THIS WEEK @NASA: Artemis I Moon Rocket Moves to Launch Pad, SpaceX Cargo Dragon Departs from ISS

By  //  August 21, 2022

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ABOVE VIDEO: The move to the launchpad ahead of our Artemis I flight test, discussing priorities for national space activities, and cargo and science head home from the space station … a few of the stories to tell you about – This Week at NASA!

Artemis I Moon Rocket and Spacecraft Moved to the Launch Pad

On the night of Aug. 16, teams at our Kennedy Space Center began the approximately 4-mile move of the Space Launch System or SLS rocket and Orion spacecraft from the Vehicle Assembly Building to Launch Pad 39B, in preparation for the launch of our uncrewed Artemis I flight test. The rocket and spacecraft arrived at the pad the next morning.

Artemis I is the first in a series of increasingly complex missions to help us establish a long-term presence on the Moon.

The mission also will serve as a steppingstone to sending astronauts to Mars. Artemis I is currently targeted for launch no earlier than Aug. 29.

Vice President Meets with National Space Council in California

Vice President Kamala Harris recently met with the National Space Council at the Chabot Space and Science Center in Oakland, California, the official visitor center for our Ames Research Center. Aerospace companies at the event had the opportunity to display and share their work with the vice president. The vice president – who serves as the chair of the National Space Council – also made a speech, in which she discussed upcoming priorities for national activities in space, including strengthening public-private partnerships and the benefits of space exploration for all.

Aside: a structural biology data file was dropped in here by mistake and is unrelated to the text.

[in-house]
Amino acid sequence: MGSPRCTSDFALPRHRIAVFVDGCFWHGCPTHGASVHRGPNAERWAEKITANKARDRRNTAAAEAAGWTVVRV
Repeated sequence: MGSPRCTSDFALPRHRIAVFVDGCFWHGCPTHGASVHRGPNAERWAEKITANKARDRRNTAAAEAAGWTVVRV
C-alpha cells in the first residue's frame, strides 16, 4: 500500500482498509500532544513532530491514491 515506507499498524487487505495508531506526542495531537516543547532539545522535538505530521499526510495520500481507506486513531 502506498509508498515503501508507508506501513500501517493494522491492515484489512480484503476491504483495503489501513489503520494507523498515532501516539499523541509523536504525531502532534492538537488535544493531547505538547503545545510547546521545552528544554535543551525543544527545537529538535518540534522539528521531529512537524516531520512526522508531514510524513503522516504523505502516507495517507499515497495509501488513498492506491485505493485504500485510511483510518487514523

SpaceX Cargo Dragon Departs from Space Station

On Aug. 19, a SpaceX Dragon cargo resupply spacecraft left the International Space Station and headed back to Earth with more than 4,000 pounds of supplies and scientific experiments for NASA and others. This was SpaceX’s 25th Commercial Resupply Services mission for NASA.

Lucy Team Discovers Moon Around Asteroid Polymele

Another asteroid has been added to the “to visit” list for our Lucy spacecraft. Lucy’s science team recently discovered that the smallest of the mission’s Trojan asteroid targets, Polymele, has a moon. With this discovery, Lucy is now on track to visit a total of nine asteroids – one main belt asteroid and eight so-called Trojan asteroids, a previously unexplored population of asteroids that lead and follow Jupiter in its orbit around the Sun.

NASA Wallops Launches Student Technology Experiments

Our Wallops Flight Facility in Virginia recently helped teams of U.S. college students launch their technology experiments into space. The experiments were launched on a Terrier-Improved Malemute sounding rocket to an altitude of about 91 miles before descending back to Earth by parachute. The investigations were flown through the RockSat-X program, which gives students the experience of building experiments for spaceflight.

NASA Television Transponder Change Effective Monday, Aug. 29

A quick note about an upcoming change for NASA Television. NASA TV programming on the Galaxy 13 domestic satellite is moving from transponder 11 to transponder 15. Currently, both transponders are active, but distribution of NASA TV programming on transponder 11 will end on Monday, Aug. 29. For complete details, please visit

That’s what’s up this week @NASA